Thanks for the additional information. I apologize for not responding sooner, your response came in after I left the office yesterday and I had a family medical issue to deal with this morning, so am now working from home for the rest of the day.
Based on the information you provided, you are correctly agitating cartridges and using the printer on a regular basis. The print environment humidity is important to track and maintain, as it’s important to the function of your printer, and fluctuates thru out the year. In our location, it can get VERY humid in the Summer months, so we have to run the AC constantly to keep it down, but in the dry Winter months, we have to run humidifiers constantly to bring the levels up. Dry air can easily cause ink flow and clogging issues, so humidity is especially important to monitor/maintain in the dry climates/seasons. Going by recommendations for printer, inks and papers, as well as our own experience over many years of printing- we maintain humidity levels between 40-60% for the best function of our printers, inks and papers.
Our approach is to determine the cause and repair it to resolve an issue (to learn how to fix + prevent the issue if possible), an Epson tech’s approach is to replace every part that could possibly cause the issue, and will not clean/repair parts or do much troubleshooting. When we first got our 7900 (which is physically made the same as the 7890/9890 series, just with two more channels) a few years ago, and I was just figuring out how it worked (still with Epson carts installed), it had all sorts of issues, and the repair guy had to come out on three separate occasions to replace the print head (twice), ink selector damper assembly, cap pump assembly (also twice), and even the main board- but it’s been working great since then (with ConeColor inks). If you search online, you will find many reports of people experiencing clogging and flow related issues with the 7890/9890, 7900/9900 and 4900 models, due to all the physical changes they made from previous models- apparently there are still some bugs to work out. We also have many users of these printers, who have only ever used Epson ink, but their printers are out of warranty and seriously clogged, contact us for help cleaning their printers. We have helped many clean their printers and get them working again with PiezoFlush, though some issues are more mechanical, and can not be fixed with flush fluid.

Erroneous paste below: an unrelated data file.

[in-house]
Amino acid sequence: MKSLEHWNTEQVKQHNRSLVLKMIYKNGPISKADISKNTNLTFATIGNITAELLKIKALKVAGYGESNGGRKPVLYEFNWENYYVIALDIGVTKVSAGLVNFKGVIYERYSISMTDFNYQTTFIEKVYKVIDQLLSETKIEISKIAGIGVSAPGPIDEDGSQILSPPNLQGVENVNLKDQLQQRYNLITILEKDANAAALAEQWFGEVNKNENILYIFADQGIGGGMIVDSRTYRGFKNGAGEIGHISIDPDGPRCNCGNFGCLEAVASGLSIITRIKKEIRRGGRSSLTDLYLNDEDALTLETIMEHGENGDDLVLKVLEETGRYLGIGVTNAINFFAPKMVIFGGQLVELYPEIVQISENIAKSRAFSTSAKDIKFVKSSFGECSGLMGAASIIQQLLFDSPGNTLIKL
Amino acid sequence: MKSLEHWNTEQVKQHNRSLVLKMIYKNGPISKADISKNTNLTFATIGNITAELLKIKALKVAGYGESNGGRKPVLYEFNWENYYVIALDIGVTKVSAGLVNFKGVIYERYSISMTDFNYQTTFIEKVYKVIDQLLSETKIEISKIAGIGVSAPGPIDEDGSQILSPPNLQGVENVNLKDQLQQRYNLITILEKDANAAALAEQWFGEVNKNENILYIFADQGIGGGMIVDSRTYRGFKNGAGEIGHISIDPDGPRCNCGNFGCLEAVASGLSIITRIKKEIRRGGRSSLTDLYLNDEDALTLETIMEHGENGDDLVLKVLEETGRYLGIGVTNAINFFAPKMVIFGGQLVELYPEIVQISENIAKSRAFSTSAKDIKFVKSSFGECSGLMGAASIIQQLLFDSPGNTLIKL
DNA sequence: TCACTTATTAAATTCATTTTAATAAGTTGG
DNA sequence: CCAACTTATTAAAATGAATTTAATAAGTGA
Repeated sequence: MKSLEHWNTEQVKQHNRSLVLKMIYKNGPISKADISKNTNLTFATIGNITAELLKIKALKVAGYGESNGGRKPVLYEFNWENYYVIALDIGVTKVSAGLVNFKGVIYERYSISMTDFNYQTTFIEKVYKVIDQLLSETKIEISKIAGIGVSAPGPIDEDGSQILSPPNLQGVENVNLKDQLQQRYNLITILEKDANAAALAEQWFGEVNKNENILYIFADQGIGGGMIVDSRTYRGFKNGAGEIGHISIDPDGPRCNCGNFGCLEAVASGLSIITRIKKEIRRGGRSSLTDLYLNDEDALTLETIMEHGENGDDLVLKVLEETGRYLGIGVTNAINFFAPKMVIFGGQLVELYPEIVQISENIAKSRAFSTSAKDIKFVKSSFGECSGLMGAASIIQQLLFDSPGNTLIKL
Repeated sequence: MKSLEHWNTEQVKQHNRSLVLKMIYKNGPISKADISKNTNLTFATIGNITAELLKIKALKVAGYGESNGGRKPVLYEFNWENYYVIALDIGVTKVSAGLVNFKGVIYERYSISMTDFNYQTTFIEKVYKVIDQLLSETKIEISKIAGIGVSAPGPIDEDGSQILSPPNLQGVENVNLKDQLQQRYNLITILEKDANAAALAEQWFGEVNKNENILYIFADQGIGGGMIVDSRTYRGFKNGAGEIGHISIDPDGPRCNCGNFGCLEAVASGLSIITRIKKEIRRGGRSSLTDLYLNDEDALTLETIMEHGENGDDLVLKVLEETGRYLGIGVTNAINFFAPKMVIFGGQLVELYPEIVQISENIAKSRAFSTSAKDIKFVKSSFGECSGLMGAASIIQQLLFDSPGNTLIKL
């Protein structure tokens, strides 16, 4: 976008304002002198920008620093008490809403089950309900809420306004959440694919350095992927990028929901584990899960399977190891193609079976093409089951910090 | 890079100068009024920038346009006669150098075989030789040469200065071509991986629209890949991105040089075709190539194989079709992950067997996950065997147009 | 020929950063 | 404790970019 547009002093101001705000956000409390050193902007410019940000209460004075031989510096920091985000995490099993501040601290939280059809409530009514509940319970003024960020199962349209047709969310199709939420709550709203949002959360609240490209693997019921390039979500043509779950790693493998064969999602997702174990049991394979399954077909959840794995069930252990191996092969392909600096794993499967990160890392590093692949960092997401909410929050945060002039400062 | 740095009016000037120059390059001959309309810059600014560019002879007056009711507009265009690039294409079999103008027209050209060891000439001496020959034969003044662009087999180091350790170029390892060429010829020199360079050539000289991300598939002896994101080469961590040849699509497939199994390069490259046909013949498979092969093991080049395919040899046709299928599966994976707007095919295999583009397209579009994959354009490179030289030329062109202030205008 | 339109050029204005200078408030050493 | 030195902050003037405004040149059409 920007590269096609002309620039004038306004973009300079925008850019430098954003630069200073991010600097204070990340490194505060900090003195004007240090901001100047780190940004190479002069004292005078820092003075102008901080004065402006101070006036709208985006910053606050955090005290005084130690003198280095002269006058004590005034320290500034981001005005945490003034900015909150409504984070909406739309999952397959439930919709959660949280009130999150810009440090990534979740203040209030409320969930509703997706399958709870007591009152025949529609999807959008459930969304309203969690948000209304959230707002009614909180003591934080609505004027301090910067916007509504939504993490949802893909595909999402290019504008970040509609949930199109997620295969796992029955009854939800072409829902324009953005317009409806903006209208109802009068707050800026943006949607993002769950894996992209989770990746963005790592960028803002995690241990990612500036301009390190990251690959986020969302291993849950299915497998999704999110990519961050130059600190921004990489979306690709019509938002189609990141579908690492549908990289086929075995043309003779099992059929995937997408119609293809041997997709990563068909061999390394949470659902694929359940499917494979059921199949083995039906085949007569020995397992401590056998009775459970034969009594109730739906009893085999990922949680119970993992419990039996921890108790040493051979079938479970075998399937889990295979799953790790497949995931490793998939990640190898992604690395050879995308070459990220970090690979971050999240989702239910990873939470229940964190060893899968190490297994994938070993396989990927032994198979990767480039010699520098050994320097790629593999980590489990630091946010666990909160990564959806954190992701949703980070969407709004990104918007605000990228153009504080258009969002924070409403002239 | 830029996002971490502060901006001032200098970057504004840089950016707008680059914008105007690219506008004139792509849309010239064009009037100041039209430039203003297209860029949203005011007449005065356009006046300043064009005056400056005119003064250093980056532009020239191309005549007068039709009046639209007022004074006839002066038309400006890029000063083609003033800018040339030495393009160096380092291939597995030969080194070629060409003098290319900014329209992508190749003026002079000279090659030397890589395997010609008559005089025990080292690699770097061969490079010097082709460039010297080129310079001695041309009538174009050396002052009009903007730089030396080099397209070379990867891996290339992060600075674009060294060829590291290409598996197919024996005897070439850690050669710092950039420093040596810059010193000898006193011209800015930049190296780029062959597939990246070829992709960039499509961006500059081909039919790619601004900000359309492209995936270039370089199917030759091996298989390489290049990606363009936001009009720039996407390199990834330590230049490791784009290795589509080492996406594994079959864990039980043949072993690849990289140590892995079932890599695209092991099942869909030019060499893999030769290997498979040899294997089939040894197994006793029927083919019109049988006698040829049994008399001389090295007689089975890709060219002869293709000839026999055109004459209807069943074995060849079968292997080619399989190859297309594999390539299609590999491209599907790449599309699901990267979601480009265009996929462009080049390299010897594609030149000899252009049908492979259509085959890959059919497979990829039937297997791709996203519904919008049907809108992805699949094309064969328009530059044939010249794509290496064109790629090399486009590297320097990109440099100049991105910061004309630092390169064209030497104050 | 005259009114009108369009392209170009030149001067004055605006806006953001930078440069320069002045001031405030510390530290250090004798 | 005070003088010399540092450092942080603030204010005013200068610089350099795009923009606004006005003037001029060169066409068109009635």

If this was my printer, I would install flush carts in the C and LC channels, do an initial fill and let the printer sit for a few hours with PiezoFlush in the lines/dampers, then print nozzle checks and do a few more cleaning cycles to see if PiezoFlush is able to get the channels printing again. I would also clean the wiper blade, capping station, flushing box and bottom of the print head, then do 1-3 more regular cleaning cycles before printing another nozzle check to see if anything has changed. It it’s improved, but still not perfect, let it sit overnight (off), then do a few more cleaning cycles and see how things look the following day. If the channels clear up and resume printing, you can eitehr reinstall your current C + LC carts and do another initial fill to fill the lines with ink again, or drain the carts and fill them with new/fresh ink if you wish (though, we haven’t had problems and have been selling/using these inks for many years, so don’t suspect they caused your issues). If the nozzles don’t return after cleaning with PiezoFlush, I would then remove the damper assembly (depending on your technical skill/comfort level) and use our print head cleaning kit to flush the print head, which has cleaned many clogged print heads in a wide range of printer models over the years. The print head cleanint kit can only be used on a pro model print head after the dampers have been disconnected from the head to access the channels (don’t try to force thru the lines and dampers).
I hope this helps. If you need to talk on the phone, I can call you tomorrow morning if you wish.
Best regards~ Dana